Average User Score: 8.1Jun 5, 2013Summary: An RTS that shows the genre at its best
Pros: Fantastic gameplay, great multiplayer scene, unparallaled developer support
Cons: Campaign pales in comparison to the superb multiplayer
Where do I start? Wargame: Airland Battle (W:AB) is the sequal to Wargame: European Escalation. It features bigger maps, more units (including, of couse, air units) and fantastic support for its community by developers Eugen Systems.
W:AB is a Cold War-era RTS that aims to simulate ground conflict in a hypothetical World War Three between NATO and the Warsaw Pact. Almost every unit fielded by the 12 countries included in the game are in, and players can choose any from their alliance to have in their army, although limiting your army to certian countries or eras grants you bonuses to offset the reduction in choice.
On the battlefield, this game really shines. Against the unpredictability of a multiplayer opponent, the player will have to decide on a strategy and execute it if he or she wants to win. Do you send in formations of advanced main battle tanks, or do you send in infantry to take out enemy forces lurking in the woods. Do you call in a ground attack plane for reinforcements, or anti-air artillery in case the enemy gets the same idea? Because of this variety, every game is different.
The developer support for this game is amazing. Balance is very good, and is constantly fine-tuned. Multiple patches a week hotfix bugs, tweak inbalanced units and add new content. On the game forums, the devs are a constant presence, explaining their decisions behind the game in a way that should make many studios jealous. Such support is integral to the game community.
The game's campaign, featuring a Total War-esque blend of strategic map and regular games is somewhat lacking, mainly because of the AI (which is not bad, just not as good as a real person). Luckily, you can play against another person, removing this issue. Nethertheless, I would much recommend the multiplayer over the campaign, and I feel that single-player junkies, while enjoying the experience, will not get as much out of it as a dedicated single-player experience.… Expand
Average User Score: 7.0Jun 5, 2013Summary: An excellent game that allows FPS action on a scale above your average shooter
Pros: Free-to-play done right, epic FPS battles, fantastic co-operative experiences
Cons: Resource hog, steep learning curve
I love Planetside 2. The game itself is fantastic, giving players access to a three-way war between factions each with their own style and gameplay traits. Released in November 2012, the game is constantly being improved with new content. On the day of writing, the tenth major update has been released.
Planetside 2 is, at heart, a shooter. But it's a unique one. While most shooters are designed around small-scale and 1v1 encounters, Planetside 2 (hereafter 'PS2') is designed around massive battles with hundreds of players and assorted vehicles. As a result, the game experience is truly unique.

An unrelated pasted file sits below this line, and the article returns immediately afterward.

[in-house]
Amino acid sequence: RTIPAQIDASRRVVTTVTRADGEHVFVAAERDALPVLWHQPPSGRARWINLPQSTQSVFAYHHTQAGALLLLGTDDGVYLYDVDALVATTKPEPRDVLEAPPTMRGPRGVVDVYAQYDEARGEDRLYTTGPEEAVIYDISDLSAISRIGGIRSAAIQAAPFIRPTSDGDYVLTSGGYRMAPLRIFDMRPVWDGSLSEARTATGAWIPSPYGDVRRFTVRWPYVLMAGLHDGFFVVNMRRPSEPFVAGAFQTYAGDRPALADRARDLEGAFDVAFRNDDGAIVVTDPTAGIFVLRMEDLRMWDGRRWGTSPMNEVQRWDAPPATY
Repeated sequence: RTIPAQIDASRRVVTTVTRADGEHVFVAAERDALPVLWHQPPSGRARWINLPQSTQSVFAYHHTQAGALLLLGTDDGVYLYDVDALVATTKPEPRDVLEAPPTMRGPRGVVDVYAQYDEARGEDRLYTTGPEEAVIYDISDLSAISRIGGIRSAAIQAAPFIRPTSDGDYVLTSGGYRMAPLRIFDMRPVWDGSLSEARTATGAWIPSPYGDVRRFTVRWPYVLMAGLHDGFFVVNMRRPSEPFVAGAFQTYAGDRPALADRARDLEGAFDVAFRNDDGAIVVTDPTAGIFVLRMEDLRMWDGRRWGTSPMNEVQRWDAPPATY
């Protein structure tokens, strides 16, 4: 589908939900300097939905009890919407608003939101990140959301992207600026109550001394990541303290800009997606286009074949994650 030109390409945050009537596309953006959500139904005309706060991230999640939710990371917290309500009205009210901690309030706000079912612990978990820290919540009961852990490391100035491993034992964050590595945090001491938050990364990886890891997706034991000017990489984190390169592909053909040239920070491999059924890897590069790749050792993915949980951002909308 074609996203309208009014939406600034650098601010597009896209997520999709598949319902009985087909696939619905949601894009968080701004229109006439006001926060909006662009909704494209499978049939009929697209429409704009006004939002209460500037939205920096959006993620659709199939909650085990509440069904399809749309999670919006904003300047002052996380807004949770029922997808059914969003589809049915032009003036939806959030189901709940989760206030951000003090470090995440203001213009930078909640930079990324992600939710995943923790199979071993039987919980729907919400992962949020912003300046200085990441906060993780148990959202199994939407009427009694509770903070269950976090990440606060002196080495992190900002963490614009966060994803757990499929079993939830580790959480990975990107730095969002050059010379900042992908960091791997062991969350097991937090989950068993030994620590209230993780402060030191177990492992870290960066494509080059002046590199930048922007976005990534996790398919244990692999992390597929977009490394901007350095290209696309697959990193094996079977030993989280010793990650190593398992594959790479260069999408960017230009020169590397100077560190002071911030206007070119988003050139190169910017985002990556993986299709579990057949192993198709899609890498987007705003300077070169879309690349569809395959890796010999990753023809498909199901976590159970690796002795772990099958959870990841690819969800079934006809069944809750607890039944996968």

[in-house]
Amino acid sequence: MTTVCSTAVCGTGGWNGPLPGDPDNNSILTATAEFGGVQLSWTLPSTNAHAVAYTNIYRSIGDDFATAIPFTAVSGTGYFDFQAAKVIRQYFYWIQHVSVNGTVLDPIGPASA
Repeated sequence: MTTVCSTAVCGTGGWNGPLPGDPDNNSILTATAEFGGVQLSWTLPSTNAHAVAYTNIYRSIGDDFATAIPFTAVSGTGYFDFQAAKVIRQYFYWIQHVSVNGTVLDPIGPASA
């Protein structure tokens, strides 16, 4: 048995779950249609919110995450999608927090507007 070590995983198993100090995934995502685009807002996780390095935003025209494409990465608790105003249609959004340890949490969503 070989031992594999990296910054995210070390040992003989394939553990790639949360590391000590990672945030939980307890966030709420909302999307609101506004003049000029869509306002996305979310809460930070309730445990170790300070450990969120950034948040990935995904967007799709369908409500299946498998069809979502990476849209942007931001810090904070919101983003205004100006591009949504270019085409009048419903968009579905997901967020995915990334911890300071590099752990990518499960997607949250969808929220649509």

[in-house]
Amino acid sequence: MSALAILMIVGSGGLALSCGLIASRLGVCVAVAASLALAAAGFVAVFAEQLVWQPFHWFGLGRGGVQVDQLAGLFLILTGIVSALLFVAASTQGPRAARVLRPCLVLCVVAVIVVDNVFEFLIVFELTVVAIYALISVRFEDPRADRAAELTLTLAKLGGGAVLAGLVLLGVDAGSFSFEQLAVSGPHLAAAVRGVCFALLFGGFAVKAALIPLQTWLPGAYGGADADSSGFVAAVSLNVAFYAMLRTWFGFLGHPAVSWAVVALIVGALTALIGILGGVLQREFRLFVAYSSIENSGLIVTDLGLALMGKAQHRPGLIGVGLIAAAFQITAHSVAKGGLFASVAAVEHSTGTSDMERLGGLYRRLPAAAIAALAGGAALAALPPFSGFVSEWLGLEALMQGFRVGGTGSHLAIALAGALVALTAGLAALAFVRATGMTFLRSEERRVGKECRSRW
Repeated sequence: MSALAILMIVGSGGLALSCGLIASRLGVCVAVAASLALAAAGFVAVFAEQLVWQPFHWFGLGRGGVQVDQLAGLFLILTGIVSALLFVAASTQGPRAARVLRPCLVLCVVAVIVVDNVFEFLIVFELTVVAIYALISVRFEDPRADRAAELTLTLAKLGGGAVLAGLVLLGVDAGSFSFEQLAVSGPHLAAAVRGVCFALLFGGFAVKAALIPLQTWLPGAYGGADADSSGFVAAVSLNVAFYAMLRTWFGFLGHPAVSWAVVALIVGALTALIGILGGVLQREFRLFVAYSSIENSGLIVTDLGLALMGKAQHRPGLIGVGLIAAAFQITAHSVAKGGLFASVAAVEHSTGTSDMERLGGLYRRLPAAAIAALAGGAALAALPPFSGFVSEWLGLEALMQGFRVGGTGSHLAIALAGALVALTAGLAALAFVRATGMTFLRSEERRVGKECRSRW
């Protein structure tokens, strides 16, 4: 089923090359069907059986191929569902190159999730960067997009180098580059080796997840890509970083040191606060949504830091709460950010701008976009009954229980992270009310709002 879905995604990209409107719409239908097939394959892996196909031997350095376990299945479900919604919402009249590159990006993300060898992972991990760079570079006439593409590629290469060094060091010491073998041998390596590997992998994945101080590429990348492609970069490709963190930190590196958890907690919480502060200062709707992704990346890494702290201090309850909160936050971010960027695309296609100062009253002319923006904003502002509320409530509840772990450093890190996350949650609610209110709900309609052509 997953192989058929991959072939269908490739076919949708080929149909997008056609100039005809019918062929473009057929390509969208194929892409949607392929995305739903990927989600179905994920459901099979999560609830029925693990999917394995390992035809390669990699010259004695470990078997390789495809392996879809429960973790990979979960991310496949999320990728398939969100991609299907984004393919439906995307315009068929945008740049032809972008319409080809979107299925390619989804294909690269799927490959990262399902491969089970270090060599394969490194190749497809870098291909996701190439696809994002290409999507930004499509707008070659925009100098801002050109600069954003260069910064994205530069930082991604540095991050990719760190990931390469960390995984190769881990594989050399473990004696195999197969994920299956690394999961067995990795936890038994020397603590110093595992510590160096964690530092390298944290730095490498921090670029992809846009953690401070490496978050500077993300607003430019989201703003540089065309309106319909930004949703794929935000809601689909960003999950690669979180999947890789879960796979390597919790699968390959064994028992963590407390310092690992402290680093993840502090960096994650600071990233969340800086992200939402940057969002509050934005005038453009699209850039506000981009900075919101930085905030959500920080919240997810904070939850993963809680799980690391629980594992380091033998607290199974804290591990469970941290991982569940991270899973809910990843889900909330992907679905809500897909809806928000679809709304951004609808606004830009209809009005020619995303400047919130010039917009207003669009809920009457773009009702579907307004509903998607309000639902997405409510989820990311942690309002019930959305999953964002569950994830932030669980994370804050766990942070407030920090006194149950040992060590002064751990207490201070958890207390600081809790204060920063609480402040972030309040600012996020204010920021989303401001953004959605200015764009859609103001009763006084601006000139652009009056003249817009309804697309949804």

It is also free to play. Some reviewers have said that the game is pay-to-win, but I strongly disagree. All weapons in the game (with the exception of identical weapons of different colours) can be unlocked with the in-game currency 'certs', which are automatically given along with experience. As such, it is simple to unlock a weapon. You may not have every weapon, but that's unimportant the stock weapons are in no way bad, and are designed around catering to most playstyles. Other weapons will be better at, say, long-range firefights, but lacking in close quarters, so you can unlock/buy a weapon that better suits you, but you won't be worse off with the default equipment.
The battles are amazing. Often, a single base will have over 300 players fighting over it, in a two-way or three-way battle that can go on for hours. This provides a real sense of accomplishment when you finally take that base, or when, at last, the enemy stops attacking and you begin the counterattack! The game's huge maps ensure that there are plenty of unique locations to fight over!
Furthermore, the game is not really designed around individual encounters; rather, it is designed on an empire versus empire basis. Sure, you might have a stock character, but your faction will have many players who have unlocked every weapon in the game. In PS2, you will lose if you're ill-equipped to the situation, but the individual player is simply a tiny part of the massive battles.
The 'new player experience' (or 'tutorial', as most players call it) is, to be honest, somewhat lacking. The developers have stated that they wish to improve it and, now, you get a chance to learn the basics of movement and combat before you're dropped into the biggest battle the server can find! The game can be hard to get into, but it's worth it once you get there.
Where PS2 really shines is in co-operative play. Groups of players (known as 'outfits') will use VOIP and suchlike to organise massive operations, from tank formations to airborne drops. Joining an outfit, or even creating your own, will allow you to experience PS2 at its best. There are many outfits that are happy to accept new players try checking the forums or asking in-game.
PS2 is a resource hog. As such, check the recommended specs before you download! The players who say that they can't run it probably don't meet the specs, and if you don't either, then your PC will struggle that's what the specs mean! Bear in mind that the devs are constantly working on making the game rub better since release, I've seen a 10 frames/second increase in heavy combat, with about 30-40 frames/second increase in less populated zones, with improvement every update.… Expand